For me one of the very appealing features of DBA is the ability to build armies in matched pairs and to refight both historical and fictional games between these pairs of armies, at reasonable cost in both lead and painting time. Over the years I have had plans, and on occasions false starts, at building large Ancient or Medieval armies for rule sets such as DBM. Yet with such games my opponents generally tend to have a preference to use their own larger armies. This is of course a very understandable preference given the investment we as wargamers make in our own armies. The required return on investment is even more pronounced when game time can be limited. It can be difficult after all to find time for a larger game and when you do it is natural for a wargamer to want to finally get his own troops on the table.

However, with DBA these time barriers start to be break down. Armies require less painting time and with a game lasting an hour a couple of games can be played in an evening. There is now time to use the other persons army. As such DBA allows me to build and deploy armies in historical pairs. Last night was no exception when four of us caught up for a gaming DBA gaming evening. 

For my part I played three Wars of the Roses engagements, one against each of the other players. The result was three excellent games where each game ran down to the wire. While I’m not going to provide a breakdown of each game they all had a degree of difference. Partly as a result of different player styles, partly based on army composition or deployment and partly due to the vagaries of the dice.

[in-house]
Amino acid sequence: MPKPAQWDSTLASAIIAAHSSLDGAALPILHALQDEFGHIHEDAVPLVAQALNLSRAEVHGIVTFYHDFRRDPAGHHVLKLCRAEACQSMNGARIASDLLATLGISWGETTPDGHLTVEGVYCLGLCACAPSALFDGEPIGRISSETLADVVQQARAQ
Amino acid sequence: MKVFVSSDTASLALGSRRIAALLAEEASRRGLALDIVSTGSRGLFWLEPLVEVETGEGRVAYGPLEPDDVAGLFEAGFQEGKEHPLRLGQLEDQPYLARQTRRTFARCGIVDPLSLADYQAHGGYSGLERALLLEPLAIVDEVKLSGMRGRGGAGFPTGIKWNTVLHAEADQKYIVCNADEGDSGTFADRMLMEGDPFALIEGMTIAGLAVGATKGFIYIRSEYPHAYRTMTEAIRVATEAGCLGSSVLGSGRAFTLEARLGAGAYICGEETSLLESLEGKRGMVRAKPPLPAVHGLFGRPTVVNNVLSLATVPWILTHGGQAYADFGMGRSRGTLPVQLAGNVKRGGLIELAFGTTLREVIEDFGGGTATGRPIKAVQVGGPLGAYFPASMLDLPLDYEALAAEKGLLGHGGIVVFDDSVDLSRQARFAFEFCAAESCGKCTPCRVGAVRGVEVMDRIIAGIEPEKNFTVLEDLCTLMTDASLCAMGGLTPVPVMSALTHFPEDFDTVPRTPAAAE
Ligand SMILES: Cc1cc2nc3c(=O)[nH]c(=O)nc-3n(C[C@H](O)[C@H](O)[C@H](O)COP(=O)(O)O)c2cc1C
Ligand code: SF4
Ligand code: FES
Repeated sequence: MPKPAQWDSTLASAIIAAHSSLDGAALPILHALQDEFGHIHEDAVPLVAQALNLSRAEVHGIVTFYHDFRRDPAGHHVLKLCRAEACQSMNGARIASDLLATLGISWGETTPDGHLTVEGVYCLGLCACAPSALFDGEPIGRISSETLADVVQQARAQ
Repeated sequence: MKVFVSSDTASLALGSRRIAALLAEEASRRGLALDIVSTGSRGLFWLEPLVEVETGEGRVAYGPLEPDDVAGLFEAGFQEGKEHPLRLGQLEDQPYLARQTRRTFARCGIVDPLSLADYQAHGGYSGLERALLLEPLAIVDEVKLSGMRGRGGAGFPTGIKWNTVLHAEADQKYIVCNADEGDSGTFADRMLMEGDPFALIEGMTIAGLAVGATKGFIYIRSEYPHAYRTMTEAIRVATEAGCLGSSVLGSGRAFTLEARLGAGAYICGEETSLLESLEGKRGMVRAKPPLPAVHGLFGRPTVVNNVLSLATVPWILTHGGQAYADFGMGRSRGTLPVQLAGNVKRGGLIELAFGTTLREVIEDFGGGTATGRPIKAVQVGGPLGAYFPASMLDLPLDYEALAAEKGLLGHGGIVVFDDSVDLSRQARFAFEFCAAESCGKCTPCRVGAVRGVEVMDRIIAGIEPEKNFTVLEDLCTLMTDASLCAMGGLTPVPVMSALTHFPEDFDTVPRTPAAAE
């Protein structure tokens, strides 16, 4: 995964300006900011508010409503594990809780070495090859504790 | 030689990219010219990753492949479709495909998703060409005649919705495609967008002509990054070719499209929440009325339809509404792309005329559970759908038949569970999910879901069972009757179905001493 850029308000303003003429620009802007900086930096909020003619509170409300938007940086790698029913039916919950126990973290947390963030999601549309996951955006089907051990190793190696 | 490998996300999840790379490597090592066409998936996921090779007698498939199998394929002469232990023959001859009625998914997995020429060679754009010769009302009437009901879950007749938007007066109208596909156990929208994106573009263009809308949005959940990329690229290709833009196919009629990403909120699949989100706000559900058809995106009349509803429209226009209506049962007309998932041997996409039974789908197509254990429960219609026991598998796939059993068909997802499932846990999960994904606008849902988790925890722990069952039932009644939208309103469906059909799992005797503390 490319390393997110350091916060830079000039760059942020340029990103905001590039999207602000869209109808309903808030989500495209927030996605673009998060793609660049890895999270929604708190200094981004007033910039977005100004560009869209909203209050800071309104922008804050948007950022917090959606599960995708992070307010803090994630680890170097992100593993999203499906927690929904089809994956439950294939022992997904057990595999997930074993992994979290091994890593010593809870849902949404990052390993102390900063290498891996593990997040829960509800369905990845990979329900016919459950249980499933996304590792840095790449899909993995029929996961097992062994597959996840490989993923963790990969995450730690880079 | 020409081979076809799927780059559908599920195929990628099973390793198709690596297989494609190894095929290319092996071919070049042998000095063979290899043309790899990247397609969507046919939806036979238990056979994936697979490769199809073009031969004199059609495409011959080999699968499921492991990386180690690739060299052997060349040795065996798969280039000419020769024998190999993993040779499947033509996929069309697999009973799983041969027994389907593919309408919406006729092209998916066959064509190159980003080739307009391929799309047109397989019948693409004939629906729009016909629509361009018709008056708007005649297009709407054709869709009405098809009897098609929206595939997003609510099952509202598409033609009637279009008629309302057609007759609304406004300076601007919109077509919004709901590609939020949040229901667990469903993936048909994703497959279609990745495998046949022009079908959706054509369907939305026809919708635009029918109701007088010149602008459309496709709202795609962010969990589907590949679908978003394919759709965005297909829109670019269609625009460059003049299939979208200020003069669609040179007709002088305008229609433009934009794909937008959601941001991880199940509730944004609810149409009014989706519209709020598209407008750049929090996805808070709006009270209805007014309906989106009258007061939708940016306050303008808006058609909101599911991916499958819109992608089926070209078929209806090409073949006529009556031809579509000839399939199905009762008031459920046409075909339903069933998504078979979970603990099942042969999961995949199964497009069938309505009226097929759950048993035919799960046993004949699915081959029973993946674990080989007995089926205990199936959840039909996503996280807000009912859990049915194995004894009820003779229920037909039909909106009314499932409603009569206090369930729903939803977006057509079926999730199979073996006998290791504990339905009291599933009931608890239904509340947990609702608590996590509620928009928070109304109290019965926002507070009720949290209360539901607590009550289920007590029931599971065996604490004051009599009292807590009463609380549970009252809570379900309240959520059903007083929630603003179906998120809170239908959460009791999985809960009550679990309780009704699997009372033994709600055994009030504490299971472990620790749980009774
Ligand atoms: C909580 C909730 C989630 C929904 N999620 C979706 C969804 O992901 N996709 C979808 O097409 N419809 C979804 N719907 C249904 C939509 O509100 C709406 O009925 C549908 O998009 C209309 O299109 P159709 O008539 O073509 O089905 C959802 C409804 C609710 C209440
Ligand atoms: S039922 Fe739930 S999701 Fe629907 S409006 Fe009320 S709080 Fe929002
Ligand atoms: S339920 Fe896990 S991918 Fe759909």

In two games ploughed fields become a major obstacle, a result of a recent heavy rain or a late campaign season. In each players opted for alternate troops or tactics. Archery proved on occasion effective, while at others brittle. Bill and bow closed to melee while in another game mounted men at arms charged, perhaps foolishly, in an attempt to gain advantage and glory. All these elements can easily be found in historical accounts. Yet all remained in period. How very different from unhistoric encounters.

Above, in both photos, Irish light troops dominate a rock covered hill and threaten some Yorkist billmen while in the centre Lancastrian bill and bow advance on the Lancastrian main line. The Lancastrians are from my own collection while the Yorkists are from John Kerr’s collection. By the way, be sure to click on the images to enlarge them.

 If you haven’t tried historical pairs I would highly recommend it. It’s very different from “Open” events and in my view is one of the great strengths of DBA.

Download Great Battles of History